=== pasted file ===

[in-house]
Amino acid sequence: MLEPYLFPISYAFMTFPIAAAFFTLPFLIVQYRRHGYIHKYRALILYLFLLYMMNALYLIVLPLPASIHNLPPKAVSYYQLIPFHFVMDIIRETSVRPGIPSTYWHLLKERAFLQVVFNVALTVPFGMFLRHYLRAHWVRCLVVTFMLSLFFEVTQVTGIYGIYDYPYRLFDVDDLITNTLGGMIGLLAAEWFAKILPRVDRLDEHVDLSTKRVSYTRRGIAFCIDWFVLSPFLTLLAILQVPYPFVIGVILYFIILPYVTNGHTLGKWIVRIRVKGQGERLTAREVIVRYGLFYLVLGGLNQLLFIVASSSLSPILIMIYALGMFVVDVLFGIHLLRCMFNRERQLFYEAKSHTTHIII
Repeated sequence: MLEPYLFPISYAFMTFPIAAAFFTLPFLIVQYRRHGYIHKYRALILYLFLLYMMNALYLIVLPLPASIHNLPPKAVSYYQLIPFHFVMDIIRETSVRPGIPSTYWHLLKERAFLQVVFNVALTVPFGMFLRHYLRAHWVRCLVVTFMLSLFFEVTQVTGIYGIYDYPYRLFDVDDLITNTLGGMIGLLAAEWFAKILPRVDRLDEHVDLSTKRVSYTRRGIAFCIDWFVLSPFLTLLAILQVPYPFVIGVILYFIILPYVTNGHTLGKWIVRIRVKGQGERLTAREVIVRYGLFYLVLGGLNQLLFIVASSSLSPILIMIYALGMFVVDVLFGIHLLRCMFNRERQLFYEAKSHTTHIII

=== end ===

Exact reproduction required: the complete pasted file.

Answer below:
[in-house]
Amino acid sequence: MLEPYLFPISYAFMTFPIAAAFFTLPFLIVQYRRHGYIHKYRALILYLFLLYMMNALYLIVLPLPASIHNLPPKAVSYYQLIPFHFVMDIIRETSVRPGIPSTYWHLLKERAFLQVVFNVALTVPFGMFLRHYLRAHWVRCLVVTFMLSLFFEVTQVTGIYGIYDYPYRLFDVDDLITNTLGGMIGLLAAEWFAKILPRVDRLDEHVDLSTKRVSYTRRGIAFCIDWFVLSPFLTLLAILQVPYPFVIGVILYFIILPYVTNGHTLGKWIVRIRVKGQGERLTAREVIVRYGLFYLVLGGLNQLLFIVASSSLSPILIMIYALGMFVVDVLFGIHLLRCMFNRERQLFYEAKSHTTHIII
Repeated sequence: MLEPYLFPISYAFMTFPIAAAFFTLPFLIVQYRRHGYIHKYRALILYLFLLYMMNALYLIVLPLPASIHNLPPKAVSYYQLIPFHFVMDIIRETSVRPGIPSTYWHLLKERAFLQVVFNVALTVPFGMFLRHYLRAHWVRCLVVTFMLSLFFEVTQVTGIYGIYDYPYRLFDVDDLITNTLGGMIGLLAAEWFAKILPRVDRLDEHVDLSTKRVSYTRRGIAFCIDWFVLSPFLTLLAILQVPYPFVIGVILYFIILPYVTNGHTLGKWIVRIRVKGQGERLTAREVIVRYGLFYLVLGGLNQLLFIVASSSLSPILIMIYALGMFVVDVLFGIHLLRCMFNRERQLFYEAKSHTTHIII